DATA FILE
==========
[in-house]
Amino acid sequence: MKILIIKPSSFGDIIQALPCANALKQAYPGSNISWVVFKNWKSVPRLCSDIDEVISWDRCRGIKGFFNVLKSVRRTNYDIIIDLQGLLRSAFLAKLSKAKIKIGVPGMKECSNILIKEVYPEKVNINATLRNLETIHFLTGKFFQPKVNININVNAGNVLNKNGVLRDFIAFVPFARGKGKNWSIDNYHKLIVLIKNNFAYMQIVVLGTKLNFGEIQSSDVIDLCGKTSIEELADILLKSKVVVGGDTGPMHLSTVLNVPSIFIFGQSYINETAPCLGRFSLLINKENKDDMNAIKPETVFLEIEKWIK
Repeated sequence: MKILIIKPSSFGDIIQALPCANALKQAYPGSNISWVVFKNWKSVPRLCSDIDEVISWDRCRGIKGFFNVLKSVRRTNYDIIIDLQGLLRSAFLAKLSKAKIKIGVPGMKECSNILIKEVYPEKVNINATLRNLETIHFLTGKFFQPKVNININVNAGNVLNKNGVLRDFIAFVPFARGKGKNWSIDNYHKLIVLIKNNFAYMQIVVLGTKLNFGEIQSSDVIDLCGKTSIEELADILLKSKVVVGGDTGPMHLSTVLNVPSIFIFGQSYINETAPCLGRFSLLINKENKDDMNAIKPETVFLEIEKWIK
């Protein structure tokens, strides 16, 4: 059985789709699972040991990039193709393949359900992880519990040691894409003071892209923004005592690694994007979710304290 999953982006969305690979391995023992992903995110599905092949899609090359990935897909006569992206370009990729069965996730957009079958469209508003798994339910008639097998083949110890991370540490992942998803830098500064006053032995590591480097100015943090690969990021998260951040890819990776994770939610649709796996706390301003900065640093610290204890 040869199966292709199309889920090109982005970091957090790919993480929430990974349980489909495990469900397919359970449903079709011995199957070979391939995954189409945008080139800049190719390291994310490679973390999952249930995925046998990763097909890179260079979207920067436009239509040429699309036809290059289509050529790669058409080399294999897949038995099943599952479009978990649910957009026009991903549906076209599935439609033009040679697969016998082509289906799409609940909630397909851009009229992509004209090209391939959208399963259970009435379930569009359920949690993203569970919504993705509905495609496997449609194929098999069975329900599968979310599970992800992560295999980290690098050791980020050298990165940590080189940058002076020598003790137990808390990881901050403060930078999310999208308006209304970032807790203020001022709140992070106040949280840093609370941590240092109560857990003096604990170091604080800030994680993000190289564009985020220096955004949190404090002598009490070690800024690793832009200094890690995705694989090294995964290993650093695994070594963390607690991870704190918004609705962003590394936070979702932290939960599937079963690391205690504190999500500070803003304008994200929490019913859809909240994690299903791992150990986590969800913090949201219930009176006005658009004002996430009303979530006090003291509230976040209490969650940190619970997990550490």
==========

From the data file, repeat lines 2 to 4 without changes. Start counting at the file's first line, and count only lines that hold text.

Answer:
Amino acid sequence: MKILIIKPSSFGDIIQALPCANALKQAYPGSNISWVVFKNWKSVPRLCSDIDEVISWDRCRGIKGFFNVLKSVRRTNYDIIIDLQGLLRSAFLAKLSKAKIKIGVPGMKECSNILIKEVYPEKVNINATLRNLETIHFLTGKFFQPKVNININVNAGNVLNKNGVLRDFIAFVPFARGKGKNWSIDNYHKLIVLIKNNFAYMQIVVLGTKLNFGEIQSSDVIDLCGKTSIEELADILLKSKVVVGGDTGPMHLSTVLNVPSIFIFGQSYINETAPCLGRFSLLINKENKDDMNAIKPETVFLEIEKWIK
Repeated sequence: MKILIIKPSSFGDIIQALPCANALKQAYPGSNISWVVFKNWKSVPRLCSDIDEVISWDRCRGIKGFFNVLKSVRRTNYDIIIDLQGLLRSAFLAKLSKAKIKIGVPGMKECSNILIKEVYPEKVNINATLRNLETIHFLTGKFFQPKVNININVNAGNVLNKNGVLRDFIAFVPFARGKGKNWSIDNYHKLIVLIKNNFAYMQIVVLGTKLNFGEIQSSDVIDLCGKTSIEELADILLKSKVVVGGDTGPMHLSTVLNVPSIFIFGQSYINETAPCLGRFSLLINKENKDDMNAIKPETVFLEIEKWIK
């Protein structure tokens, strides 16, 4: 059985789709699972040991990039193709393949359900992880519990040691894409003071892209923004005592690694994007979710304290 999953982006969305690979391995023992992903995110599905092949899609090359990935897909006569992206370009990729069965996730957009079958469209508003798994339910008639097998083949110890991370540490992942998803830098500064006053032995590591480097100015943090690969990021998260951040890819990776994770939610649709796996706390301003900065640093610290204890 040869199966292709199309889920090109982005970091957090790919993480929430990974349980489909495990469900397919359970449903079709011995199957070979391939995954189409945008080139800049190719390291994310490679973390999952249930995925046998990763097909890179260079979207920067436009239509040429699309036809290059289509050529790669058409080399294999897949038995099943599952479009978990649910957009026009991903549906076209599935439609033009040679697969016998082509289906799409609940909630397909851009009229992509004209090209391939959208399963259970009435379930569009359920949690993203569970919504993705509905495609496997449609194929098999069975329900599968979310599970992800992560295999980290690098050791980020050298990165940590080189940058002076020598003790137990808390990881901050403060930078999310999208308006209304970032807790203020001022709140992070106040949280840093609370941590240092109560857990003096604990170091604080800030994680993000190289564009985020220096955004949190404090002598009490070690800024690793832009200094890690995705694989090294995964290993650093695994070594963390607690991870704190918004609705962003590394936070979702932290939960599937079963690391205690504190999500500070803003304008994200929490019913859809909240994690299903791992150990986590969800913090949201219930009176006005658009004002996430009303979530006090003291509230976040209490969650940190619970997990550490």